Something to Talk About










This a Sunday feature here where we discuss specific topics related to books and the blogosphere.

Let’s talk about Reading Challenges as Resolutions!




We’re only two days away from 2019 and it’s the time when many make resolutions for the new year. A lot will include goals for health and well being (gym and weight loss center memberships skyrocket in the first quarter every year) as well as time management.




What is it about the turn into a new year that inspires people to make resolutions? Does it have something to do with so many things being measured by yearly time frames? Do we automatically reset our lives on January 1?




When I started participating in groups on Shelfari and subsequently Goodreads, my reading intensified and I began setting reading goals for the first time in my life. But, 2018 was the first time I participated in any challenge other than the Goodreads Reading Challenge and the Audiobook Listening Challenge. Now, in preparation for 2019, I’ve signed up for three more and I’ve lost count of how many I’m doing in my Goodreads groups.




I stopped making New Year’s resolutions a long time ago. It’s not that I don’t believe in them. I’m a firm believer in setting realistic goals for oneself that will inspire positive action. I just set them throughout the year in shorter timeframes and adjust them constantly. But, as I say that, it occurred to me that all of these annual reading challenges are a form of resolution that I’m committing to for the coming year! Are they really resolutions?




I’m holding Challenges a bit differently because of how I use them. I enter reading challenges that fit what I already plan to do. They’re not big stretches for me nor are they going to drive my behavior for the most part. I already know what I like and plan to read. But, the challenges keep me focused. Now, if I wanted to stretch or expand my reading focus, I’d join a challenge that would do that but so far, I haven’t done that. You can see my list of 2019 Blog Challenges here.

What do you think?

Do you make New Year’s Resolutions?

Are you participating in any reading challenges? If so, which ones and why?

Do you consider reading challenges to be resolutions?

29 thoughts on “Something to Talk About”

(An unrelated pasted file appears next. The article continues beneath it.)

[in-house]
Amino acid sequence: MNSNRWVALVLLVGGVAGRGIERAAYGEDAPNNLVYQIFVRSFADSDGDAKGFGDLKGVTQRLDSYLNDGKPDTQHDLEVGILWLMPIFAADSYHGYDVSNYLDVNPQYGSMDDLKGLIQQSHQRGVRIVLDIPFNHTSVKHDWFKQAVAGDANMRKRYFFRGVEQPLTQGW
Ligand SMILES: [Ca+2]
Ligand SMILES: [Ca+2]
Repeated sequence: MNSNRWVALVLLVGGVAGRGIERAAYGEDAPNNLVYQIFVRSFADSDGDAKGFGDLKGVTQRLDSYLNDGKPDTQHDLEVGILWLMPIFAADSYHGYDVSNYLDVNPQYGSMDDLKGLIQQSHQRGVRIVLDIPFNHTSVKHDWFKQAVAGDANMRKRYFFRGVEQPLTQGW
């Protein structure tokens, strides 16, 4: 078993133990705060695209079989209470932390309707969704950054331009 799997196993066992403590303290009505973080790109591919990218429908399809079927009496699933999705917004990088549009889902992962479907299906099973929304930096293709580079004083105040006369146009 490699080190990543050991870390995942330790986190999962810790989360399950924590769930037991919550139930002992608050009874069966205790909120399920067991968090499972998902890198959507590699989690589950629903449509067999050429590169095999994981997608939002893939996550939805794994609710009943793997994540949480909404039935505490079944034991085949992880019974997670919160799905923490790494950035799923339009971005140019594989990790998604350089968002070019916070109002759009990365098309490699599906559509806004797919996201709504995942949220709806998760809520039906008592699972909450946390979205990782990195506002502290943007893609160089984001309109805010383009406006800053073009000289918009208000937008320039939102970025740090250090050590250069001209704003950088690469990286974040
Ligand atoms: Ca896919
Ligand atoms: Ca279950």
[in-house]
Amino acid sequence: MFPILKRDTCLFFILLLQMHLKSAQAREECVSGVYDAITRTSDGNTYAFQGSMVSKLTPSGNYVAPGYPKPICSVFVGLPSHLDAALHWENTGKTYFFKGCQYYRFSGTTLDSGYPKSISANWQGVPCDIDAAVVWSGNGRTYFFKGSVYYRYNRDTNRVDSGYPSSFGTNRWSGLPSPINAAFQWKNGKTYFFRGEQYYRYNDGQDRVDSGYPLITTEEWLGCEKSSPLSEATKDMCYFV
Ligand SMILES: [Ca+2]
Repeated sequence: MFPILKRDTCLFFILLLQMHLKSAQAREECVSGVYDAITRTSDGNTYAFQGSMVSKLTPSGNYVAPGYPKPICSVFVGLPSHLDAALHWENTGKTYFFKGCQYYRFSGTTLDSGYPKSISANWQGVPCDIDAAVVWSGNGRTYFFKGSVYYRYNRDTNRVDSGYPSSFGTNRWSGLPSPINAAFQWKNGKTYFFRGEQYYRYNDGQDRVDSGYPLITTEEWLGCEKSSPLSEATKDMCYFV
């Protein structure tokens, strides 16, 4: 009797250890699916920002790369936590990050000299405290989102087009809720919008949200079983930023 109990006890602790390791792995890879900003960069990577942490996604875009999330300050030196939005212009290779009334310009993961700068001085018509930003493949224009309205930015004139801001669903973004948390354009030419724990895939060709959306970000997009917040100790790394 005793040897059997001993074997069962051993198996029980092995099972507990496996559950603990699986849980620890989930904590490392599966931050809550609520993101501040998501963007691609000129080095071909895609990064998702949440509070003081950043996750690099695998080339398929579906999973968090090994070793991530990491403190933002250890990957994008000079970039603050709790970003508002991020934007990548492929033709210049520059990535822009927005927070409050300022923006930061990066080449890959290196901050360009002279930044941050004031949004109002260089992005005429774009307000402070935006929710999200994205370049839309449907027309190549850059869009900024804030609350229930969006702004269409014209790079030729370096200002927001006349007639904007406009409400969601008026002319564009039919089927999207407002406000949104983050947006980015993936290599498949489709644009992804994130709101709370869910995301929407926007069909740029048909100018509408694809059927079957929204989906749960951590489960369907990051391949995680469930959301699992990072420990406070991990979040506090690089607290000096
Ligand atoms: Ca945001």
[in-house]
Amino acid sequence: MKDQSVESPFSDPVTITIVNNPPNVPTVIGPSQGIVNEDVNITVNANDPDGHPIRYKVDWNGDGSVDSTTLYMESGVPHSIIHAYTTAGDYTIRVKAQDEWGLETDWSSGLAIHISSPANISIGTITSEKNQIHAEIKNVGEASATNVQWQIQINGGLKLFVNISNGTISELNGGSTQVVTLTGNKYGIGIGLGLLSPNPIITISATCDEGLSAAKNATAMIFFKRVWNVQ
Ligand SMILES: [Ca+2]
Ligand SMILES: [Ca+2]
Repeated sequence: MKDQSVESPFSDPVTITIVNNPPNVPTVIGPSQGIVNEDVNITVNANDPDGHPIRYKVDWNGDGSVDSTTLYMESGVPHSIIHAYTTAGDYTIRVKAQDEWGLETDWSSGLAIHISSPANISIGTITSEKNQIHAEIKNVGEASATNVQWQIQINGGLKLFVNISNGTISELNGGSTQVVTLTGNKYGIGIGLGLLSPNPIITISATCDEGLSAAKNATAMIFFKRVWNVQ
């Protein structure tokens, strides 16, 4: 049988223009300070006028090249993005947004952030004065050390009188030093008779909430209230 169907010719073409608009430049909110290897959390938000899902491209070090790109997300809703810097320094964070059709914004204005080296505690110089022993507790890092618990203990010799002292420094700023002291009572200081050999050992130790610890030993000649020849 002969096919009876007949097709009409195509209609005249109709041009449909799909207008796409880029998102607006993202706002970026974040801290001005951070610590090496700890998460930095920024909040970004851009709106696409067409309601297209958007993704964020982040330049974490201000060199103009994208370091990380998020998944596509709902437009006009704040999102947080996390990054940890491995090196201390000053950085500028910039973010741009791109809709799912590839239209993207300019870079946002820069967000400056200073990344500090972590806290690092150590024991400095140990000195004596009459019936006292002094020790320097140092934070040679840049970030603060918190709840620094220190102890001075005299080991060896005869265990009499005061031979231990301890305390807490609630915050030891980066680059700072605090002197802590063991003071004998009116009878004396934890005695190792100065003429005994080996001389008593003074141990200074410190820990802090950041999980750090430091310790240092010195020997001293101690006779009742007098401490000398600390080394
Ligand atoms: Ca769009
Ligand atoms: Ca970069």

1. I make fewer and fewer New Year’s Resolutions every year because I always seem to fail at them. I do like to think of my reading/blog challenges as resolutions though just because I do usually succeed at them so it makes me feel like I’ve accomplished something. I also select my challenges the same way you do. I pick ones that fit in with what I hope to get read that year anyway and as you mentioned, the challenges keep me focused.

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  2. I’m like you. I choose challenges which reinforce what I already plan to do. The stretch challenges come for me in smaller time frames like COYER and its Read-athons, my Thrifty Thursday meme, the HoHoHoRAT and that sort of thing. I am looking to a Backlist / TBR type challenge. I need to fit in time to read all these books / audios which I purchased and don’t have an expiration date like ARCs and library books. That might help me to “focus” as you said on reading those as well. I’d encourage you to do a short one sometime or if you pick up freebies, link up to one of my Thrifty Thursday posts. Good luck!

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  3. My resolutions always seem to fall apart around the fourteenth of January, right when winter seems to set in. I know I am resolving to go to the gym more since I only went about six times in 2017! Perhaps I will succeed. I did sign onto a few reading challenges, but really am thinking about not setting up a number for the books I read on goodreads. It makes me feel like I am in some kind of contest and I really don’t like that.